Name: Bell's Horned Frog 
(Argentine horned frog, Pac Man frog, South American ornate)
Scientific name: Ceratophrys ornata
Range: Eastern Brazil and Eastern Argentina
Habitat: Tropical forests:  South America
Status: Not legally protected
Diet in the wild: Frogs, lizards, mice and large insects(usually larger than their own body mass)
Diet in the zoo: Very large bugs, beetles, fish and dead mice
Location in the zoo:  Herpetarium



  • Large and Fat!
  • Size: Females-15cm   Males-10cm
  • Diameter up to 5"
  • Weigh up to 480g (1 lb.)
  • Very colorful; Usually green with red and black markings on their backs
  • No tails (Anura)
  • Have sharp teeth along jaw line as well as on the roof of their mouth (helps when attacking large prey)
These horned frogs are composed primarily of a mouth and a stomach.  They are round and have mouths that seem to extend around their whole body.  They do have legs, but they are usually only active when the frog is searching for its next meal. 



These horned frogs are fairly inactive amphibians.  The majority of their time is spent sitting around waiting for prey to approach.  They are usually very passive until it's time to eat, and then they become very aggressive towards larger animals, and even humans!  Their purpose in life is to eat as much as possible! 

Most of these frogs prefer to live alone in leafy, wet environments.  If a larger horned frog is placed in the presence of a smaller one, it is very likely that he will EAT the smaller BEWARE! 

The normal life expectancy for these frogs is around 6 years.  Some, however, can live anywhere from 12-13 years. 

Bell's horned frogs make very popular house pets and they are very easy to accomodate.


One extraordinary characteristic that this amphibian possesses is its innate ability to devour organisms larger than its own body size!  They feed on frogs, lizards and other reptiles.  These horned frogs are responsible for controlling the population of small animals. 

Another fascinating trait is their ability to reproduce.  The female frogs deposit up to 2000 eggs in standing water (jungle pools and small lagoons) and within 2 weeks, the eggs become froglets.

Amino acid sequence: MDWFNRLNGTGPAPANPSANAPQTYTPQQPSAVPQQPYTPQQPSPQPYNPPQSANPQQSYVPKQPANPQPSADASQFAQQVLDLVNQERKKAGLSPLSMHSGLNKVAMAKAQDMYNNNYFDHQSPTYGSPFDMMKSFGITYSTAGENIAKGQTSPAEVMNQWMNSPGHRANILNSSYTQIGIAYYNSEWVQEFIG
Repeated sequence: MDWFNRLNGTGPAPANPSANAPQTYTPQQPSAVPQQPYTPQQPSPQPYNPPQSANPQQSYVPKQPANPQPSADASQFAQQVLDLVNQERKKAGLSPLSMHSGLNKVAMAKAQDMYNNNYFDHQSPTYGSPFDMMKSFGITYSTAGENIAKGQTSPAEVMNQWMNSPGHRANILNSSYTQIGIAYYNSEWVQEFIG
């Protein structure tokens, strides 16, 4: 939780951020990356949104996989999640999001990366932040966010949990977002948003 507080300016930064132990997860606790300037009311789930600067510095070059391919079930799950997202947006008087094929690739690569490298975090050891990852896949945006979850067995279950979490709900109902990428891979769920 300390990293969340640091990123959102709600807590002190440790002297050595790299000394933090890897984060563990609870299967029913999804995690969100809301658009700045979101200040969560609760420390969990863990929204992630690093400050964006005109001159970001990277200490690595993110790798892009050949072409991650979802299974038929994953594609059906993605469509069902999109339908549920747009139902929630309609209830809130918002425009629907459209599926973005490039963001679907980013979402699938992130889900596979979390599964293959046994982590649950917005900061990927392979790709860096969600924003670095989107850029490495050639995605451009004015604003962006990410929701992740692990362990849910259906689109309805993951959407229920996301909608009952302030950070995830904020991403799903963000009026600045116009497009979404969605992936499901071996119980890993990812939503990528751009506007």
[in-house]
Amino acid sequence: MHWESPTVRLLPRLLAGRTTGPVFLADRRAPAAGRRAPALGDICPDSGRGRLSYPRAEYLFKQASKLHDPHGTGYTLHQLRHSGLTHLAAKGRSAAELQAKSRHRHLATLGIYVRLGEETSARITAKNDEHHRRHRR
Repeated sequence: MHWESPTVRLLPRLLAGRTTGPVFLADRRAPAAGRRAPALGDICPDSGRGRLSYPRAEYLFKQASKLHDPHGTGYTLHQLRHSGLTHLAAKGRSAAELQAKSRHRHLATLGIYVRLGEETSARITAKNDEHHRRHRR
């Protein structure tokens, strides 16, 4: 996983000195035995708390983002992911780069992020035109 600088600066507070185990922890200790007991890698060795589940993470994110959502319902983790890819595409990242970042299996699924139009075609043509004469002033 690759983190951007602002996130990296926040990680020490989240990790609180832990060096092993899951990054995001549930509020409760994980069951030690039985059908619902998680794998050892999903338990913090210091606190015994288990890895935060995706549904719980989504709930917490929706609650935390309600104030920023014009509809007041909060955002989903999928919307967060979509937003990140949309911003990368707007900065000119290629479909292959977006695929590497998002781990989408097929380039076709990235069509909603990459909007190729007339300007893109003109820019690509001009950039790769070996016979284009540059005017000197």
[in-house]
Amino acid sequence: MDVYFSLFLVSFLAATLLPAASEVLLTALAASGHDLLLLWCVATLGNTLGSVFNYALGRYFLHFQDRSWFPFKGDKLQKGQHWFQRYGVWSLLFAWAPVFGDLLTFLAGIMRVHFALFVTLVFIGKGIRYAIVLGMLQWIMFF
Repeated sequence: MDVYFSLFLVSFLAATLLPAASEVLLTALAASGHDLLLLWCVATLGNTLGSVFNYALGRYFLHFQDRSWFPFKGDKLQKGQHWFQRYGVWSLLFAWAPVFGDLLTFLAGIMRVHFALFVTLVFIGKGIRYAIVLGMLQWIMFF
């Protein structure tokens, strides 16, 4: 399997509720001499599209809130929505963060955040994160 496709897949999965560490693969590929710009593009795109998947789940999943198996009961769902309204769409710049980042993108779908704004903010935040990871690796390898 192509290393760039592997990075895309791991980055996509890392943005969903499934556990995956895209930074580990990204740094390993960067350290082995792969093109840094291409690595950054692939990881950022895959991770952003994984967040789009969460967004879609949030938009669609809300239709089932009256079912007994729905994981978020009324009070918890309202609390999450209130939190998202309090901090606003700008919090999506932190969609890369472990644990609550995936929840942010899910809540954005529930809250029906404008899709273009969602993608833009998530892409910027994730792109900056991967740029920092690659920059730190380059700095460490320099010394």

Bell's Horned Frog at The Fort Worth Zoo:

During my visit at the Fort Worth Zoo, I had the opportunity to talk to a zookeeper who specialized in animals on display at the Herpetarium.  This particular species of Bell's Horned Frog was most common in areas of Brazil, Uraguay and Paraguay.  Most prefer to live in mossy, damp areas with shallow water in order to catch small prey.  They are equipt with strong jaws and numerous sharp teeth.  These frogs are very volatile and often times deliver a painful bite when disturbed.  They feed primarily on mice, small lizards and other frogs, but in addition, they also enjoy 5 to 6 crickets a day.  The zookeeper made it quite clear that these amphibians DO  NOT do ANYTHING!!  They are extremely inactive unless they are ready to eat or being attacked by a large predator.  They are not social creatures, but they are very aware of what is going on around them.


My Observations:

While visiting the Fort Worth Zoo, I was able to observe a single horned frog living in an isolated environment.  He looked very similiar to the other frogs pictured on this webpage, but with slightly lighter skin.  He was cream colored with peach and light green markings.  He was living in a small glass aquarium and was surrounded with large, flat rocks and big leaves; a swampy-type atmosphere.  There was a long piece of tree bark that ran around the inside of the aquarium that served as a means of exercise should the frog decide to move from his position.  The frog was particularly lazy and did not move a muscle the entire time I was there observing.  This species of horned frog was most commonly found in South America.


Internet Sites:

  • Amphibians by Steven Savage (Library Binding; September 1994)
  • The Horned Frog Family and African Bullfrogs by Richard D. Bartlett (January 2000)

Page author: {short description of image}Melissa Beasley 

Send E-mail to

or to:

WhoZoo Home
WhoZoo Animal Index
Reptiles and Amphibians at the Fort Worth Zoo